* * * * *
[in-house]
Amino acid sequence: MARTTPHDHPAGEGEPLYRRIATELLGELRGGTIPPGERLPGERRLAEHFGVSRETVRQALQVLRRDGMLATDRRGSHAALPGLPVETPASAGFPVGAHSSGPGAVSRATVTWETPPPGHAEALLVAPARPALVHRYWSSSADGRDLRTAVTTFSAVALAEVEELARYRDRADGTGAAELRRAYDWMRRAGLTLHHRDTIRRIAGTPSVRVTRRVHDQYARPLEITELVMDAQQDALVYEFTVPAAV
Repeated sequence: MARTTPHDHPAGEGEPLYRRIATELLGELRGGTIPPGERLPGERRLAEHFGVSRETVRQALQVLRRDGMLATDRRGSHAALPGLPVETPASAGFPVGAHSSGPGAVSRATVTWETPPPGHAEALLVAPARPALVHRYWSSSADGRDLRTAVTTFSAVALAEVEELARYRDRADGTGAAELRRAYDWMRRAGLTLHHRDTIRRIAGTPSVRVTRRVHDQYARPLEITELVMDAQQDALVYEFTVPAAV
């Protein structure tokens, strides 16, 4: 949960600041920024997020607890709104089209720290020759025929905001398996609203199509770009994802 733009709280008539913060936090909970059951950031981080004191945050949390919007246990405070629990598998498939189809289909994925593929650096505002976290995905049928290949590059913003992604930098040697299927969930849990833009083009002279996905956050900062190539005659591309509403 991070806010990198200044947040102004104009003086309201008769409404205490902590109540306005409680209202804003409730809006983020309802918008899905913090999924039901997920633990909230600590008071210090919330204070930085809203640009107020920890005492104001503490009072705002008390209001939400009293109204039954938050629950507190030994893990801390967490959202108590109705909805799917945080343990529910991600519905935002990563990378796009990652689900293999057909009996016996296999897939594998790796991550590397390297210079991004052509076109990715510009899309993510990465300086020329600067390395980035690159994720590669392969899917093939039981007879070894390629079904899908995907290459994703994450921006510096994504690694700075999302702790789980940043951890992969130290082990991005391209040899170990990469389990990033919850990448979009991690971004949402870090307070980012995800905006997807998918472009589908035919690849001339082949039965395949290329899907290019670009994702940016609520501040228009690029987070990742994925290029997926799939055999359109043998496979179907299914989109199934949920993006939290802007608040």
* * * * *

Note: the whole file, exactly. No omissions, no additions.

[in-house]
Amino acid sequence: MARTTPHDHPAGEGEPLYRRIATELLGELRGGTIPPGERLPGERRLAEHFGVSRETVRQALQVLRRDGMLATDRRGSHAALPGLPVETPASAGFPVGAHSSGPGAVSRATVTWETPPPGHAEALLVAPARPALVHRYWSSSADGRDLRTAVTTFSAVALAEVEELARYRDRADGTGAAELRRAYDWMRRAGLTLHHRDTIRRIAGTPSVRVTRRVHDQYARPLEITELVMDAQQDALVYEFTVPAAV
Repeated sequence: MARTTPHDHPAGEGEPLYRRIATELLGELRGGTIPPGERLPGERRLAEHFGVSRETVRQALQVLRRDGMLATDRRGSHAALPGLPVETPASAGFPVGAHSSGPGAVSRATVTWETPPPGHAEALLVAPARPALVHRYWSSSADGRDLRTAVTTFSAVALAEVEELARYRDRADGTGAAELRRAYDWMRRAGLTLHHRDTIRRIAGTPSVRVTRRVHDQYARPLEITELVMDAQQDALVYEFTVPAAV
């Protein structure tokens, strides 16, 4: 949960600041920024997020607890709104089209720290020759025929905001398996609203199509770009994802 733009709280008539913060936090909970059951950031981080004191945050949390919007246990405070629990598998498939189809289909994925593929650096505002976290995905049928290949590059913003992604930098040697299927969930849990833009083009002279996905956050900062190539005659591309509403 991070806010990198200044947040102004104009003086309201008769409404205490902590109540306005409680209202804003409730809006983020309802918008899905913090999924039901997920633990909230600590008071210090919330204070930085809203640009107020920890005492104001503490009072705002008390209001939400009293109204039954938050629950507190030994893990801390967490959202108590109705909805799917945080343990529910991600519905935002990563990378796009990652689900293999057909009996016996296999897939594998790796991550590397390297210079991004052509076109990715510009899309993510990465300086020329600067390395980035690159994720590669392969899917093939039981007879070894390629079904899908995907290459994703994450921006510096994504690694700075999302702790789980940043951890992969130290082990991005391209040899170990990469389990990033919850990448979009991690971004949402870090307070980012995800905006997807998918472009589908035919690849001339082949039965395949290329899907290019670009994702940016609520501040228009690029987070990742994925290029997926799939055999359109043998496979179907299914989109199934949920993006939290802007608040």